August 5, 1991 |
Ready for a coed Jackson 5? Mercury Records executives put the word out this spring that Small Change, one of Philadelphia's latest rhythm-and-blues groups, could be just that. "I think Small Change is just as talented as the Jackson 5 when they started out," says Leighton Singleton, director of national R&B sales for Mercury. Small Change, for those who haven't been swept up in the hype emanating from the group's label, consists of four teenage cousins from North Philadelphia: boys Kairi Guinn-Styles and Neamen Howard and girls Lakuana Brockington and Tamika Jarmon.
July 17, 1987 |
One of director Francois Truffaut's sweetest movies is Small Change (1976), an awestruck look at childhood as a state of grace. Set in a French village with a potentially dangerous high-rise apartment, this enchanting film sees infants, toddlers and whippersnappers as an enormously energetic, curious, resilient and unspoiled species - much more highly advanced than we backward adults. It will be shown at 3:30 and 7:45 p.m. Sunday at the Theater of the Living Arts, 334 South St. ROXY SCREENING ROOMS 2023 Sansom St, 561-0114.
December 20, 1987 |
There is a vague feeling in the land that everything has gotten screwy during the last 15 years. Countless books, articles and essays have been written about this - most of them delving into the philosophical and theoretical reasons behind the way things have changed. I'm neither a philosopher nor a theoretician. But here in New York I have come upon an example of just how wacky things have become. It's a small example, but I have a feeling that it means something. Let's go back to 1973 for a moment.
August 25, 2006 |
Near my washer and dryer I keep a ceramic piggy bank that my oldest daughter hand-painted when she was 4. Whenever I find loose change in the wash, I put it in this bank. After two years, I collected just about $30, plus some Japanese yen, a Canadian coin, and a couple of Guardian Angel tokens. Not bad. I was thinking about how this small change adds up when I read recently that a penny now costs more to make than it is worth. There are those who advocate doing away with the penny and making the nickel our coin of least value, working toward a monetary system grounded in fives and tens.
October 19, 1995 |
Radnor Soccer Club members (from left) John Dougherty, 5; Jordan Bodzin, 5, and Stephen Scott, 6, gather coins in Newtown Square for the Great Penny Drive. The small change collected by the small fry Wednesday will benefit Philadelphia's Ronald McDonald House.
March 29, 2012
Like an old man with a cart picking up junk on Ridge Avenue, Treasury Secretary Timothy Geithner is trying to turn scraps of metal into cash. Geithner wants to strip copper and other valuable metals from the Philadelphia and Denver coining lines that mint America's small change. "Currently, the costs of making the penny and the nickel are more than twice the face value of each of those coins," he told a House Appropriations Committee panel Wednesday. Treasury wants a law that would give it the freedom "to change the composition of coins to utilize more cost-effective materials" without having to ask Congress for permission every time it dilutes the content of the national coinage.
October 24, 1986
The Oct. 17 issue contained several items relating to the Temple University faculty strike. The most revealing was buried deep in Chuck Newman's column in the sports pages. There an anonymous member of the Board of Trustees is quoted in praise of the performance by Temple's football coach: "What we have to do now is get some more depth so that he can play the schedule we are playing . . . What we have to do now is get deeper-pockets alumni financial support for the program. " Deeper pockets for football at a time when those for faculty salaries and research contain only small change?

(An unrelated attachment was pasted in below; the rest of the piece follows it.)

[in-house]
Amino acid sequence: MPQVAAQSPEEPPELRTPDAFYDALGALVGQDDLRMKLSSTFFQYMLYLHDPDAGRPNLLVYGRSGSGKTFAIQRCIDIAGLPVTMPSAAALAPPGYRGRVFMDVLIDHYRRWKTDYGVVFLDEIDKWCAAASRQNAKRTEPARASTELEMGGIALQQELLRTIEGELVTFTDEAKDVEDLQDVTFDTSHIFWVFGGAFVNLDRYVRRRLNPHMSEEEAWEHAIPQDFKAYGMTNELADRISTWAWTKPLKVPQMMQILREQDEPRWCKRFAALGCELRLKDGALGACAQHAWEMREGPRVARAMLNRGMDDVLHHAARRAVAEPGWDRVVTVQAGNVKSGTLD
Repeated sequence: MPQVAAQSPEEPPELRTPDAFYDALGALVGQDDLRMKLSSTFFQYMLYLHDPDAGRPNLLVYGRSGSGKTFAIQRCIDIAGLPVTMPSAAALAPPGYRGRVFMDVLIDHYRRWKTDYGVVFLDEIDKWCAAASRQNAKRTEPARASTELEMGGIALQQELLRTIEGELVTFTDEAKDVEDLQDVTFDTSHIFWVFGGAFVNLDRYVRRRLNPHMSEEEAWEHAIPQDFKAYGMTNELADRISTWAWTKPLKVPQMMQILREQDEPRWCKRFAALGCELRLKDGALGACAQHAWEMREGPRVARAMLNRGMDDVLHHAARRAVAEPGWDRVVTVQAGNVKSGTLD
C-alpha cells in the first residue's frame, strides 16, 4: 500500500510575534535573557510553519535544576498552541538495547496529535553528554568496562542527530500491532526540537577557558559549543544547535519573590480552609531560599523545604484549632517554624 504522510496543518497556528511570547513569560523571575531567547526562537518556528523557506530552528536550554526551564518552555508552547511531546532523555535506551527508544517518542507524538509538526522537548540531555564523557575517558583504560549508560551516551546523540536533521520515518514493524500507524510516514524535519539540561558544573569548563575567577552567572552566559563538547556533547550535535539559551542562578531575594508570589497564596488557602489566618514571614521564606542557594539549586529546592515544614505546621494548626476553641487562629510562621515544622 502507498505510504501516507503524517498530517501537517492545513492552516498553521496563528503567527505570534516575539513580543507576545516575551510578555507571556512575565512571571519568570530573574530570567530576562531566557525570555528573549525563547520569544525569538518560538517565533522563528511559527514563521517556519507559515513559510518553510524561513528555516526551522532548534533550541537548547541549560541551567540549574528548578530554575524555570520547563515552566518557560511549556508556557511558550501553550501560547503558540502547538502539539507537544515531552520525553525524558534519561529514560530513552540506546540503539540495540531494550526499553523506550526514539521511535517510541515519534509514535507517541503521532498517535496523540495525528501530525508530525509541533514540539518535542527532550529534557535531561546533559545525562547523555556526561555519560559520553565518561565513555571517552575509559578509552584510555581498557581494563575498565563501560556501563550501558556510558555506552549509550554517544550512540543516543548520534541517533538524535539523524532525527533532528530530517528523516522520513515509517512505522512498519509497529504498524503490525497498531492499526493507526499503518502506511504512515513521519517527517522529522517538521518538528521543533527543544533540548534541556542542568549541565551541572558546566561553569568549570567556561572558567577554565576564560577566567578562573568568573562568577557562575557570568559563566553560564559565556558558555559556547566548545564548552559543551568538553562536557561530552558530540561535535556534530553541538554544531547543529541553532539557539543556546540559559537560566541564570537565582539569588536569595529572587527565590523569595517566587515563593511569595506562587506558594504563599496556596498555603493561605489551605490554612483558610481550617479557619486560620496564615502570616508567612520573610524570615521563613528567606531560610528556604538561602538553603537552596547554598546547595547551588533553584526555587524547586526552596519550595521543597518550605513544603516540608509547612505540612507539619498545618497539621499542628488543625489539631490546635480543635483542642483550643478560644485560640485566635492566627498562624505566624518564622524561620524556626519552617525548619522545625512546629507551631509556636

February 20, 2009 |
French new waver Francois Truffaut was raised in an orphanage, and the filmmaker's affinity for, and fascination with, outcast children manifests itself in sublime form in The 400 Blows , Small Change , and The Wild Child . The latter, released in 1970 (but with the look and feel of something far older and more formal in approach), returns to the big screen. Based on accounts of a boy found roaming naked and feral in the forests of southern France in the late 18th century, The Wild Child stars Truffaut himself as Jean Itard, the doctor who takes the boy, first presumed deaf and mute, into his home and patiently, determinedly, socializes and schools him. Jean-Pierre Cargol is the kid, and his autistic-like mannerisms and scrawny ferocity are utterly convincing.
January 15, 1989 |
The way Frank Ames saw it, the choice of jobs was about equal: flipping hamburgers at Burger King or McDonald's or collecting taxes for the Abington school board. The pay was the same. Ames, the Rockledge tax collector, made an impassioned plea to the board last week for an increase in his salary, saying the pay he received for collecting the district's taxes was ridiculously low. "You're expecting me to be responsible for $1 million (in taxes), and I don't see that as small change, and you provide the princely sum of $2,300," he said.
April 13, 1993 |
Four churches were burglarized over the Easter weekend in Collingswood, including one that had been hit during another spate of church burglaries in Camden County a week before. Police said that the four houses of worship - Collingswood Presbyterian Church, at Fern and Maple Avenues; St. Paul's Lutheran Church, Park and Dill Avenues; Holy Trinity Episcopal Church, Haddon and Fern Avenues; and Bible Presbyterian Church, Fern and Maple Avenues - all were broken into between 10 p.m. Saturday and 6:30 a.m. Sunday.